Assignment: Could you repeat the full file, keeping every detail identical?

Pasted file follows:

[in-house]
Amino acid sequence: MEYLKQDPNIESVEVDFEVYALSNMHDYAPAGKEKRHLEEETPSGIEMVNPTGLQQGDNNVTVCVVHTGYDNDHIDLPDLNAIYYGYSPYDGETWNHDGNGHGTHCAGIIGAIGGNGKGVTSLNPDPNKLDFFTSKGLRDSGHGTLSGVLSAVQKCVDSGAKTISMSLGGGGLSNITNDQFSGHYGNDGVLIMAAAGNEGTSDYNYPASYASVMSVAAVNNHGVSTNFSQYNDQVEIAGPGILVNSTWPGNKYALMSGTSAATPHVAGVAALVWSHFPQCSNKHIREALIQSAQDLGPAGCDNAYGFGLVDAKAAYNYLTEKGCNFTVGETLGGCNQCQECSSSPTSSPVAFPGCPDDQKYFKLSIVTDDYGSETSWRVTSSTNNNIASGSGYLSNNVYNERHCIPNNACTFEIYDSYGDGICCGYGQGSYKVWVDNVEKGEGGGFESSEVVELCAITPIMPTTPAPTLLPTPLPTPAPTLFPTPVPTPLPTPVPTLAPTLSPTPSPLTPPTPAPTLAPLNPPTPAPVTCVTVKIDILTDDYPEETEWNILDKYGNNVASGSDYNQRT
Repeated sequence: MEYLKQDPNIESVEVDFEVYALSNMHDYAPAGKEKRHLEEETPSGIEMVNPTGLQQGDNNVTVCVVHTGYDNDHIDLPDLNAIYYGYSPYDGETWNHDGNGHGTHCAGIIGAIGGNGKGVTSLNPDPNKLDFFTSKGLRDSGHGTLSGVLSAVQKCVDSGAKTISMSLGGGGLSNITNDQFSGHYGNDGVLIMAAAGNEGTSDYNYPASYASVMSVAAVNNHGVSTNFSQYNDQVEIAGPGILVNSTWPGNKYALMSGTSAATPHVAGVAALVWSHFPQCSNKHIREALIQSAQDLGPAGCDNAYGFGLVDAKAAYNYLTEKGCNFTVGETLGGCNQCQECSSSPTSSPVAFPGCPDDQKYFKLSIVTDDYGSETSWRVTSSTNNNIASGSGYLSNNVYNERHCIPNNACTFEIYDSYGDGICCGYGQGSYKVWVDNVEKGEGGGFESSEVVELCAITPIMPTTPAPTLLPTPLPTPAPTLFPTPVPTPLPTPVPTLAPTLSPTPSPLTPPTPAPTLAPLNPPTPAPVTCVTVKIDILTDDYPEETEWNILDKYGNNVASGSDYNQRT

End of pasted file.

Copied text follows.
[in-house]
Amino acid sequence: MEYLKQDPNIESVEVDFEVYALSNMHDYAPAGKEKRHLEEETPSGIEMVNPTGLQQGDNNVTVCVVHTGYDNDHIDLPDLNAIYYGYSPYDGETWNHDGNGHGTHCAGIIGAIGGNGKGVTSLNPDPNKLDFFTSKGLRDSGHGTLSGVLSAVQKCVDSGAKTISMSLGGGGLSNITNDQFSGHYGNDGVLIMAAAGNEGTSDYNYPASYASVMSVAAVNNHGVSTNFSQYNDQVEIAGPGILVNSTWPGNKYALMSGTSAATPHVAGVAALVWSHFPQCSNKHIREALIQSAQDLGPAGCDNAYGFGLVDAKAAYNYLTEKGCNFTVGETLGGCNQCQECSSSPTSSPVAFPGCPDDQKYFKLSIVTDDYGSETSWRVTSSTNNNIASGSGYLSNNVYNERHCIPNNACTFEIYDSYGDGICCGYGQGSYKVWVDNVEKGEGGGFESSEVVELCAITPIMPTTPAPTLLPTPLPTPAPTLFPTPVPTPLPTPVPTLAPTLSPTPSPLTPPTPAPTLAPLNPPTPAPVTCVTVKIDILTDDYPEETEWNILDKYGNNVASGSDYNQRT
Repeated sequence: MEYLKQDPNIESVEVDFEVYALSNMHDYAPAGKEKRHLEEETPSGIEMVNPTGLQQGDNNVTVCVVHTGYDNDHIDLPDLNAIYYGYSPYDGETWNHDGNGHGTHCAGIIGAIGGNGKGVTSLNPDPNKLDFFTSKGLRDSGHGTLSGVLSAVQKCVDSGAKTISMSLGGGGLSNITNDQFSGHYGNDGVLIMAAAGNEGTSDYNYPASYASVMSVAAVNNHGVSTNFSQYNDQVEIAGPGILVNSTWPGNKYALMSGTSAATPHVAGVAALVWSHFPQCSNKHIREALIQSAQDLGPAGCDNAYGFGLVDAKAAYNYLTEKGCNFTVGETLGGCNQCQECSSSPTSSPVAFPGCPDDQKYFKLSIVTDDYGSETSWRVTSSTNNNIASGSGYLSNNVYNERHCIPNNACTFEIYDSYGDGICCGYGQGSYKVWVDNVEKGEGGGFESSEVVELCAITPIMPTTPAPTLLPTPLPTPAPTLFPTPVPTPLPTPVPTLAPTLSPTPSPLTPPTPAPTLAPLNPPTPAPVTCVTVKIDILTDDYPEETEWNILDKYGNNVASGSDYNQRT